How the Epidemiology of Hodgkin Lymphoma Changed in Debrecen, Hungary

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László Pinczés Zsófia Miltényi Ádám Jóna Ferenc Magyari Kata Husi Árpád Illés


Introduction. Hodgkin lymphoma shows a well-known geographic pattern. Incidence also varies significantly by age, sex, ethnicity and socioeconomic status. These clinical pathological features of the disease are changing. Patients and methods. 715 Hodgkin lymphoma patients’ clinicopathological and treatment data were assessed in a maximum of ten-year periods. The patients were treated at the University of Debrecen, Department of Hematology from 1980 until the end of 2014. Results. The first period (1980-89) contained 193, the second (1990-99) 199, the third (2000-09) 236 and the fourth (2010-14) 87 Hodgkin lymphoma patients. The mean age of the patients were 39, 34.5, 38 and 36.8 years respectively. The male/female ratio was 1.29, 1.23, 1.03 and 0.97 in order. A unimodal age group pattern can be seen in the first and second periods with an incidence peak between 20 and 29 years of age. Bimodal age group pattern was observed in the third and fourth periods with the first incidence peak between 20 and 29 years of age and the second between 50 and 59 years. The incidence of classical mixed cellularity (cMC) histological subtype is decreasing (38%, 49%, 48% and 26%; p < 0.01) while classical nodular sclerosis (cNS) shows an increasing tendency (21%, 28%, 30% and 50%; p < 0.01). The first peak is predominantly caused by the cNS subtype in the third and fourth period, and the second peak caused by cMC subtype in the third and cNS in the fourth period. The number of advanced stage patients (59%) is beyond the early stage patients (41%) in the last observed period. The 5-year overall survival is increasing (64.2%, 84.6%, 87% and 92%). Discussion. The changing patterns can be explained by the altered nature of the disease, changes in immunological features, environmental factors, socioeconomic status and development of diagnostic and therapy methods.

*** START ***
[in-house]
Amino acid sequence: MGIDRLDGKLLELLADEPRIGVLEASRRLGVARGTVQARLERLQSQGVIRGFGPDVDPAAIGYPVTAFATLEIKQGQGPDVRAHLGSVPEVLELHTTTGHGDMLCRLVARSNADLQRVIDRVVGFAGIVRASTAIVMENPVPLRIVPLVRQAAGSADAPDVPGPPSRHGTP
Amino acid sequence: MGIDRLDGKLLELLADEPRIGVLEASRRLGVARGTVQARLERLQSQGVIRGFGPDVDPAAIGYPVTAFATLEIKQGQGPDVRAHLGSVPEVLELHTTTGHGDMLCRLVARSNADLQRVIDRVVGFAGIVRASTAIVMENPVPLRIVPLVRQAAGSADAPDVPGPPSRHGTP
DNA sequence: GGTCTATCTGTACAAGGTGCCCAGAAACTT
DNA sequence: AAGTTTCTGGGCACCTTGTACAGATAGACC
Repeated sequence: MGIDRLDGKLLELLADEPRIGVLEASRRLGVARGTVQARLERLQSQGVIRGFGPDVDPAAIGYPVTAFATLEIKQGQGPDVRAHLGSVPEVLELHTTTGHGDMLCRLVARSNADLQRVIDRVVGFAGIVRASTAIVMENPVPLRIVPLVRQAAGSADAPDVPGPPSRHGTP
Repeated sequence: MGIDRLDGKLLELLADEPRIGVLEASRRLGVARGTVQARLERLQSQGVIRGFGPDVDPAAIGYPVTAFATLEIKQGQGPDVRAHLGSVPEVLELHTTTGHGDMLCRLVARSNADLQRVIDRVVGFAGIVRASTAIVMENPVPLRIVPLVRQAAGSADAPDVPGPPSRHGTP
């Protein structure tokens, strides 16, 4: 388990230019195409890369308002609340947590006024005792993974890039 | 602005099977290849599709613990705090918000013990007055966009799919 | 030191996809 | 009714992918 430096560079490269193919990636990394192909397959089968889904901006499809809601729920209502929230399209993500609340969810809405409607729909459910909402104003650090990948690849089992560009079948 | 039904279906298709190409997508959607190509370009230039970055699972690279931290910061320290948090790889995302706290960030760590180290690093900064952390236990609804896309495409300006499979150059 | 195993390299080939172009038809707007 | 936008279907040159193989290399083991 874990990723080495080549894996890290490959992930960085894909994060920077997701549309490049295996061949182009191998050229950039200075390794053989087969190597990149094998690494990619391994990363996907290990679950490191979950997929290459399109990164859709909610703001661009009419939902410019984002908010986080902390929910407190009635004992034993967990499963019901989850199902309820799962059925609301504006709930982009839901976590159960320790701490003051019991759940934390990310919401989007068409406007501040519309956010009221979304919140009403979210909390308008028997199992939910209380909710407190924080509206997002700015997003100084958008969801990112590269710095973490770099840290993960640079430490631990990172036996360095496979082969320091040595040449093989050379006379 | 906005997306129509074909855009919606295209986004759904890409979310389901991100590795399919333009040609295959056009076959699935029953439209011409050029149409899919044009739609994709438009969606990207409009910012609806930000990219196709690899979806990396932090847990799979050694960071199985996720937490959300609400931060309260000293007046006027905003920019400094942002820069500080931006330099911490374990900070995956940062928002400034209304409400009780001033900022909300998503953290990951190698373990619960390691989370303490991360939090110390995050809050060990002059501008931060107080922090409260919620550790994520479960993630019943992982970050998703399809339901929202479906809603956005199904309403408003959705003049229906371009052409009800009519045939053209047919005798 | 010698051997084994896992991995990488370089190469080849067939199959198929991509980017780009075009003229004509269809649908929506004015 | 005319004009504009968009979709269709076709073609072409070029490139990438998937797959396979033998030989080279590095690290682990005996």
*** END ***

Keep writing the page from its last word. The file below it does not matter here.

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PINCZÉS, László et al. How the Epidemiology of Hodgkin Lymphoma Changed in Debrecen, Hungary. Medical Research Archives, [S.l.], v. 4, n. 6, oct. 2016. ISSN 2375-1924. Available at: <>. Date accessed: 13 apr. 2024.
Hodgkin lymphoma; epidemiology; incidence; age group pattern; overall survival
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